Researchers at the University Of Chicago Pritzker School Of Medicine recently looked at two years’ worth of data to determine what the effect of a norovirus outbreak may mean for a nursing home.
According to the analysis, norovirus outbreaks in nursing homes may increase the rates of hospital admissions and deaths for residents. Specifically, researchers found that hospital admission rates rose by about nine percent and fatalities rose by about 11% in nursing homes after norovirus outbreaks. The researchers found that nursing home residents in facilities with less than three quarters of an hour of registered nursing time per resident per day were at increased risk of dying during a norovirus outbreak.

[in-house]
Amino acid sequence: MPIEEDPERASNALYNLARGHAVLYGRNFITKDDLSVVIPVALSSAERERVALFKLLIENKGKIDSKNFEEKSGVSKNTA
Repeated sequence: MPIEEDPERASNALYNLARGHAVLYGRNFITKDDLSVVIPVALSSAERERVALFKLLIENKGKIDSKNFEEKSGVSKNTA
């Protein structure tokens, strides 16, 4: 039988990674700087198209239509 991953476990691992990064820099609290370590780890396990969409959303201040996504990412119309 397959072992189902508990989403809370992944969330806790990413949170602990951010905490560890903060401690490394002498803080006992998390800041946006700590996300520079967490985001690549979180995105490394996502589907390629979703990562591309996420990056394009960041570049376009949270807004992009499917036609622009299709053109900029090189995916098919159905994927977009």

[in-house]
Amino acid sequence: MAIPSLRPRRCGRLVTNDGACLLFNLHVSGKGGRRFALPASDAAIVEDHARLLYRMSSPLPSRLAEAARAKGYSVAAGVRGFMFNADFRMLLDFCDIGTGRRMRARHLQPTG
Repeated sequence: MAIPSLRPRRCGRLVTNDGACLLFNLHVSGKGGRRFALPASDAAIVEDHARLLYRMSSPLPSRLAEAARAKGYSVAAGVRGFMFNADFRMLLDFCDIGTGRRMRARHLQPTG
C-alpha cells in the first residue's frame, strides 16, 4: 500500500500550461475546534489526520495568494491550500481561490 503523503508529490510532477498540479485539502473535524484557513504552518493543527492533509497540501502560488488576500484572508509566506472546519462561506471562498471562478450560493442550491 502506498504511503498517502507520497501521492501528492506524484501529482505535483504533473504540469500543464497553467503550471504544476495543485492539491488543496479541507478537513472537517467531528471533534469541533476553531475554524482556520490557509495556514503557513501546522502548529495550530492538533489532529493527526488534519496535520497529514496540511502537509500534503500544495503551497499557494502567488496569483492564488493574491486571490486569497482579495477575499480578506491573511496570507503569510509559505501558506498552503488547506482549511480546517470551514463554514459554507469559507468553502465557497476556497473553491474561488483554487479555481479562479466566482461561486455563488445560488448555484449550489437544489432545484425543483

Researchers caution that the analysis suggests, but does not yet prove, that norovirus outbreaks may cause increased hospital admission rates and deaths. For example, it may not only be the norovirus that is dangerous for nursing home residents but it may also be changes in the pattern of care given to all residents when some are sick with the norovirus. Sick residents may need more care than usual—for example, and sick staff members who contract the virus may need to stay home. These things may make it more difficult to care for patients who do not have the virus. Researchers now suggest that research be done to see if there is a direct connection between the norovirus outbreaks, hospital admission rates, and deaths.
The results of the study were published in the Journal of the American Medical Association and funding for the study was supported by the CDC. Our Louisville nursing home injury lawyers hope that area nursing homes stay free of norovirus outbreaks this winter and that residents who do become ill recover quickly.